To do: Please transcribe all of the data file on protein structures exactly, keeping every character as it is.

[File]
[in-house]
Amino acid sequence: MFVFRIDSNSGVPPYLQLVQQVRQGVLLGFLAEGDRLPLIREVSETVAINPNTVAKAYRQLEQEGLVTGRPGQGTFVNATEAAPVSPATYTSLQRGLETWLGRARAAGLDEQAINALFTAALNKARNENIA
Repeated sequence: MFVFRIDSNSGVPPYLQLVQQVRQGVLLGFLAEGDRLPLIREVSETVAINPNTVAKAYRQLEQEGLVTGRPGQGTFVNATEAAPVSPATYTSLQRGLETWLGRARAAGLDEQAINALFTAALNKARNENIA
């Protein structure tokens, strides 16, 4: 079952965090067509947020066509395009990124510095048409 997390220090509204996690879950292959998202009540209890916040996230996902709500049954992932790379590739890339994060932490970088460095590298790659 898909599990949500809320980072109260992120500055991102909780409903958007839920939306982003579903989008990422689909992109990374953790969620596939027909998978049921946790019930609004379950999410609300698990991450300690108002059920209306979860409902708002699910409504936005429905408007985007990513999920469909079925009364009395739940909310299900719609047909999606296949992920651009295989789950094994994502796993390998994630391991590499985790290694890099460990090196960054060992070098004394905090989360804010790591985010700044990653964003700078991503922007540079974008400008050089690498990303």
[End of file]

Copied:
[in-house]
Amino acid sequence: MFVFRIDSNSGVPPYLQLVQQVRQGVLLGFLAEGDRLPLIREVSETVAINPNTVAKAYRQLEQEGLVTGRPGQGTFVNATEAAPVSPATYTSLQRGLETWLGRARAAGLDEQAINALFTAALNKARNENIA
Repeated sequence: MFVFRIDSNSGVPPYLQLVQQVRQGVLLGFLAEGDRLPLIREVSETVAINPNTVAKAYRQLEQEGLVTGRPGQGTFVNATEAAPVSPATYTSLQRGLETWLGRARAAGLDEQAINALFTAALNKARNENIA
């Protein structure tokens, strides 16, 4: 079952965090067509947020066509395009990124510095048409 997390220090509204996690879950292959998202009540209890916040996230996902709500049954992932790379590739890339994060932490970088460095590298790659 898909599990949500809320980072109260992120500055991102909780409903958007839920939306982003579903989008990422689909992109990374953790969620596939027909998978049921946790019930609004379950999410609300698990991450300690108002059920209306979860409902708002699910409504936005429905408007985007990513999920469909079925009364009395739940909310299900719609047909999606296949992920651009295989789950094994994502796993390998994630391991590499985790290694890099460990090196960054060992070098004394905090989360804010790591985010700044990653964003700078991503922007540079974008400008050089690498990303």